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Introduction: In June 2019, The Ottawa Hospital launched the Epic EHR system, which transitioned all departments from a primarily paper-based system to an exclusively electronic system using a one-day “big bang” approach. All Emergency Physicians (EP) received online module training, personalization sessions, and at-the-elbow support during the transition. We sought to evaluate EP satisfaction with the implementation process and the system's impact on clinical practice in a tertiary care academic emergency medicine setting. Methods: Email surveys were distributed during the pre-implementation and go-live phases. Questions were developed by the research team and piloted for face validity and clarity. Surveys were sent to staff EPs, residents and fellows. Likert scales were used to evaluate agreement with statements and the modified Maslach Burnout Inventory was used to assess burnout. Pre-post groups were compared using chi-squared tests to assess for significant differences. Future surveys will be distributed in 2020 for continued implementation evaluation. Results: Response rates were 49% (78/160) in the pre and 48% (76/160) in the post period. The majority of respondents were staff (66% pre; 75% post) working 8-15 shifts/month. Prior to launch, 52% of EPs felt the pre-training modules provided sufficient preparation, however only 32% felt this way after go-live (p = 0.02). Providers did not feel there were enough personalization (21% pre vs. 24% post, p = 0.66) or hands-on sessions offered (51% pre vs. 39% post, p = 0.15) and this opinion did not change after go-live. Before Epic, EPs were most concerned with productivity/efficiency, documentation time, and lack of support/training. Although documentation was reported to be easier after go-live by 69% of EPs, reviewing documents, using standardized workups/protocols, patient monitoring/follow-up, efficiency and billing were reported by >50% of EPs to be more difficult. Overall, there was a 22% increase in feeling confident to use Epic (28% pre vs. 50% post, p < 0.01); however, only 38% of providers were satisfied with the system. Notably, 82% of EPs reported experiencing moderate or high burnout in the post implementation period. Conclusion: Despite receiving standard EHR training and support, the majority of clinicians did not feel adequately trained or confident using Epic and reported moderate to high burnout. These findings will inform optimization efforts and they represent key considerations for other EDs planning future implementations.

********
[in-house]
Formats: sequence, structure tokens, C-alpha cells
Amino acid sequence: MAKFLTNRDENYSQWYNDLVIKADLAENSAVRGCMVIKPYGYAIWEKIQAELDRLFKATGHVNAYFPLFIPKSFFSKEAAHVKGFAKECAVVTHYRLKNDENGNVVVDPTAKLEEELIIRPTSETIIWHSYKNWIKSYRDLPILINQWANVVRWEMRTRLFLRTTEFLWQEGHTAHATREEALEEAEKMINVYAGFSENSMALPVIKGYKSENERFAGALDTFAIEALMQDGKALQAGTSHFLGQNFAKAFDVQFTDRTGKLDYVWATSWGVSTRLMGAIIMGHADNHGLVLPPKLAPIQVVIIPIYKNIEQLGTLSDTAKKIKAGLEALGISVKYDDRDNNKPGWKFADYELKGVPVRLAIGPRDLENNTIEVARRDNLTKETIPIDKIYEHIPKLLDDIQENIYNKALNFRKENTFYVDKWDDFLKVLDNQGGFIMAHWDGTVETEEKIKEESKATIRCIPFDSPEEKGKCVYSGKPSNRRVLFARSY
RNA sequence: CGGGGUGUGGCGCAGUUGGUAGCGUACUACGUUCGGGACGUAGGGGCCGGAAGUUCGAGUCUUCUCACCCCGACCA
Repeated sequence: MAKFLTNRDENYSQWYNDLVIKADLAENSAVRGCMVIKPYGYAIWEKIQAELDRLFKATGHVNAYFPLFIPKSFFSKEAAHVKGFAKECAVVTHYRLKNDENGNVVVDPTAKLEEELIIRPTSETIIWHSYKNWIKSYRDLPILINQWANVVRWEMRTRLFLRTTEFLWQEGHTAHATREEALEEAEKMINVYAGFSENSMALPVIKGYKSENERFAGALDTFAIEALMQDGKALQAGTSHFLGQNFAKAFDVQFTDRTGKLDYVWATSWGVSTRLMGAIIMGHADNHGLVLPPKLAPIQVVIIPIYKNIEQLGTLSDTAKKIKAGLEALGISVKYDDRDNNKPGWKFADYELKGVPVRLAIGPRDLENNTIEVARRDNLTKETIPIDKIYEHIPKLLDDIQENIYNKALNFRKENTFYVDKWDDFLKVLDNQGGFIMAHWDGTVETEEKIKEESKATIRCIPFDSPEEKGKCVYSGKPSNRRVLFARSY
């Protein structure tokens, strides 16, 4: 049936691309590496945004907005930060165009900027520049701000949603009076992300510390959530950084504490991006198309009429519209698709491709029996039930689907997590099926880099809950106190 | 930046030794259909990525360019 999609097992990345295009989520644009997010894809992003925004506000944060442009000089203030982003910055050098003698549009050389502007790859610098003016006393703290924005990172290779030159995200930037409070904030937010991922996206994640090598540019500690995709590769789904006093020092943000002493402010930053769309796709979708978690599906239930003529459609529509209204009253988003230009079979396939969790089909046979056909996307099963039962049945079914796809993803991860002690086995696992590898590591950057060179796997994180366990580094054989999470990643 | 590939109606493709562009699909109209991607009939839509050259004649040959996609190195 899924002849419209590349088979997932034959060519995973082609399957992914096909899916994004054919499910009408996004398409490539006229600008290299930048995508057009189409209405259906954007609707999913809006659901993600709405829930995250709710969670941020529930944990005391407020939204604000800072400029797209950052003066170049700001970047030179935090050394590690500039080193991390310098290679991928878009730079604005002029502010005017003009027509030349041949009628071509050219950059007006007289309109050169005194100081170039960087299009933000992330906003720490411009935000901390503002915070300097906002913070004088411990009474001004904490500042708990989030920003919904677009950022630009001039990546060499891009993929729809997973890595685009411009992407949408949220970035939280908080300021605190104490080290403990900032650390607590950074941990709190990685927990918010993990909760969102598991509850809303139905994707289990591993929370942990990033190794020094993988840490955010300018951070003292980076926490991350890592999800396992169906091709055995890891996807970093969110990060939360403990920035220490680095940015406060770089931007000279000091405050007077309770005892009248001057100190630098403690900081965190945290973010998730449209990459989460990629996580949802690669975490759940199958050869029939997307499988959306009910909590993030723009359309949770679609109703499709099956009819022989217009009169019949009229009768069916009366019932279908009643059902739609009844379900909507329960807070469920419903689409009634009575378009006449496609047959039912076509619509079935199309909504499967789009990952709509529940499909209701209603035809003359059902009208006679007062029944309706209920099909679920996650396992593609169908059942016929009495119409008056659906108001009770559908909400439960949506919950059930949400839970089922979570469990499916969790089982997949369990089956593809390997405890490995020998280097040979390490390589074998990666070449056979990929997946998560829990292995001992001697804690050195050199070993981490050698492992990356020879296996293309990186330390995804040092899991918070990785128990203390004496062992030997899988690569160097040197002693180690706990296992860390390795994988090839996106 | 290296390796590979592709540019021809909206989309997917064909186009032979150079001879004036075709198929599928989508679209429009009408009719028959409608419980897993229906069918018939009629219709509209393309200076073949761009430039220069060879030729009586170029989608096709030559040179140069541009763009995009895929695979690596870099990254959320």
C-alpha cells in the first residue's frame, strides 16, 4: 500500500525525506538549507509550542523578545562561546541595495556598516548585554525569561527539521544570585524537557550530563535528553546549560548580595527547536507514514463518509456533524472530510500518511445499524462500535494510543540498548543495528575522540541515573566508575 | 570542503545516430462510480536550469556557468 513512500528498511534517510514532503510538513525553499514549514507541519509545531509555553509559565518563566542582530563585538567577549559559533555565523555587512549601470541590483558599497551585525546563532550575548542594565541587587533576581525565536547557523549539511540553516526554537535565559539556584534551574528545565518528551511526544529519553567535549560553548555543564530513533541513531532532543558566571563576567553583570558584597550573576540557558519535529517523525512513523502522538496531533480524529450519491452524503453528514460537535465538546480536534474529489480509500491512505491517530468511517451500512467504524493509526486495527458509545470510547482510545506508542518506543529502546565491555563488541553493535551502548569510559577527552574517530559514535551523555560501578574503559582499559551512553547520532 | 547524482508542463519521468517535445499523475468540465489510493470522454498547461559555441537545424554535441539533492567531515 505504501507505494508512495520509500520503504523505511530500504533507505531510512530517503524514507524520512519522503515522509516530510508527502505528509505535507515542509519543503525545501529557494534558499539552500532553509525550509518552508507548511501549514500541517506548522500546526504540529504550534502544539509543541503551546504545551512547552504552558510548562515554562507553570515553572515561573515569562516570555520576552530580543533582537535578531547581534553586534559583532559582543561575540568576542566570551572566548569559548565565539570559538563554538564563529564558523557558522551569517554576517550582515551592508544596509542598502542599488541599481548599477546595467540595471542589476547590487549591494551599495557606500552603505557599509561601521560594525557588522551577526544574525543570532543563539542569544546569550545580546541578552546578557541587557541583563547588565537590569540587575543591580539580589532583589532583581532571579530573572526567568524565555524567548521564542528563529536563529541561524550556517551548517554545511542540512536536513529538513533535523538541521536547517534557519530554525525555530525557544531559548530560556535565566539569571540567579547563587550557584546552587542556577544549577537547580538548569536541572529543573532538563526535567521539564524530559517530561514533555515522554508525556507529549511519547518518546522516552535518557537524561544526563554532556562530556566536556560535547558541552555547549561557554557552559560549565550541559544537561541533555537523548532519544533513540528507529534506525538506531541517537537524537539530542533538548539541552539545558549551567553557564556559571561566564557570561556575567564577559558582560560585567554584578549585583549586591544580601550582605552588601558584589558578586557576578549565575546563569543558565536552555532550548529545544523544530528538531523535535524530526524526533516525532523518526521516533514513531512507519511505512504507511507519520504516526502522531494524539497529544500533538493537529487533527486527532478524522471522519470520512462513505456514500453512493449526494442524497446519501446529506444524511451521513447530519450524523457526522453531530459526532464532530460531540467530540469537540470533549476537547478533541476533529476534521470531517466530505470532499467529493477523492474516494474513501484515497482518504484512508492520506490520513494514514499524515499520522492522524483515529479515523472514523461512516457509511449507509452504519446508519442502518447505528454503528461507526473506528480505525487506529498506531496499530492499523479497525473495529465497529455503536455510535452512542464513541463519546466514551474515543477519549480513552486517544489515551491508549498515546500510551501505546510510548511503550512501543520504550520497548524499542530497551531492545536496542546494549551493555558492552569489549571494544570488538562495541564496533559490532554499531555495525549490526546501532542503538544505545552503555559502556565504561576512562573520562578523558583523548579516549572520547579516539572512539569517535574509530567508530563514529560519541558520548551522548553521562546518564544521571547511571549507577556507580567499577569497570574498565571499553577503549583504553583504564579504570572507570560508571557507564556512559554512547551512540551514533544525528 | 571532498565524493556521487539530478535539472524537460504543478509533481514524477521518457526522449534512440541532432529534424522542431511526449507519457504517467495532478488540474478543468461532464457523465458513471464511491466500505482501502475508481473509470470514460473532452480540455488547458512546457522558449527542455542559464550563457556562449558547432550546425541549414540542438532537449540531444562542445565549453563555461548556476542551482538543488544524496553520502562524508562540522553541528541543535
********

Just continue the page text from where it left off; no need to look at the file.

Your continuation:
Two common approaches to identify subgroups of patients with bipolar disorder are clustering methodology (mixture analysis) based on the age of onset, and a birth cohort analysis. This study investigates if a birth cohort effect will influence the results of clustering on the age of onset, using a large, international database.
The database includes 4037 patients with a diagnosis of bipolar I disorder, previously collected at 36 collection sites in 23 countries. Generalized estimating equations (GEE) were used to adjust the data for country median age, and in some models, birth cohort. Model-based clustering (mixture analysis) was then performed on the age of onset data using the residuals. Clinical variables in subgroups were compared.
There was a strong birth cohort effect. Without adjusting for the birth cohort, three subgroups were found by clustering. After adjusting for the birth cohort or when considering only those born after 1959, two subgroups were found. With results of either two or three subgroups, the youngest subgroup was more likely to have a family history of mood disorders and a first episode with depressed polarity. However, without adjusting for birth cohort (three subgroups), family history and polarity of the first episode could not be distinguished between the middle and oldest subgroups.
These results using international data confirm prior findings using single country data, that there are subgroups of bipolar I disorder based on the age of onset, and that there is a birth cohort effect. Including the birth cohort adjustment altered the number and characteristics of subgroups detected when clustering by age of onset. Further investigation is needed to determine if combining both approaches will identify subgroups that are more useful for research.